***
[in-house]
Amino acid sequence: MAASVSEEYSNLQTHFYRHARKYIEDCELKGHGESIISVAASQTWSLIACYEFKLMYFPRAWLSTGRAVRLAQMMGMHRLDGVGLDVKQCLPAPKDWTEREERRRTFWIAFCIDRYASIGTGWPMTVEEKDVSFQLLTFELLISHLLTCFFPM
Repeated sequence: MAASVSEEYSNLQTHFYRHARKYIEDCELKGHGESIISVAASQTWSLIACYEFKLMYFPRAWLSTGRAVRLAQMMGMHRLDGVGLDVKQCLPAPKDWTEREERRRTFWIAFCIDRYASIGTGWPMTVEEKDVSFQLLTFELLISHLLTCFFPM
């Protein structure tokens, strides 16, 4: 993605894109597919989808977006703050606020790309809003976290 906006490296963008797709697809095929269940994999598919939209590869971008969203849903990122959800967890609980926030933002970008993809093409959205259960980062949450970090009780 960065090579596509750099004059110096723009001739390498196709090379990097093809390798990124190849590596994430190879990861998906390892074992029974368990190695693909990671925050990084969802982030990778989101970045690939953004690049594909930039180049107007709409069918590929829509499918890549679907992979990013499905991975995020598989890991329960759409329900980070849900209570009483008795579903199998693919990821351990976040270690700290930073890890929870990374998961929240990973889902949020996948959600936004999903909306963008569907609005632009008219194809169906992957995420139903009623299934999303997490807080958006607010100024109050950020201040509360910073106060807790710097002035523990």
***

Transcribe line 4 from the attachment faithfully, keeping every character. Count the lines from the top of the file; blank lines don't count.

């Protein structure tokens, strides 16, 4: 993605894109597919989808977006703050606020790309809003976290 906006490296963008797709697809095929269940994999598919939209590869971008969203849903990122959800967890609980926030933002970008993809093409959205259960980062949450970090009780 960065090579596509750099004059110096723009001739390498196709090379990097093809390798990124190849590596994430190879990861998906390892074992029974368990190695693909990671925050990084969802982030990778989101970045690939953004690049594909930039180049107007709409069918590929829509499918890549679907992979990013499905991975995020598989890991329960759409329900980070849900209570009483008795579903199998693919990821351990976040270690700290930073890890929870990374998961929240990973889902949020996948959600936004999903909306963008569907609005632009008219194809169906992957995420139903009623299934999303997490807080958006607010100024109050950020201040509360910073106060807790710097002035523990």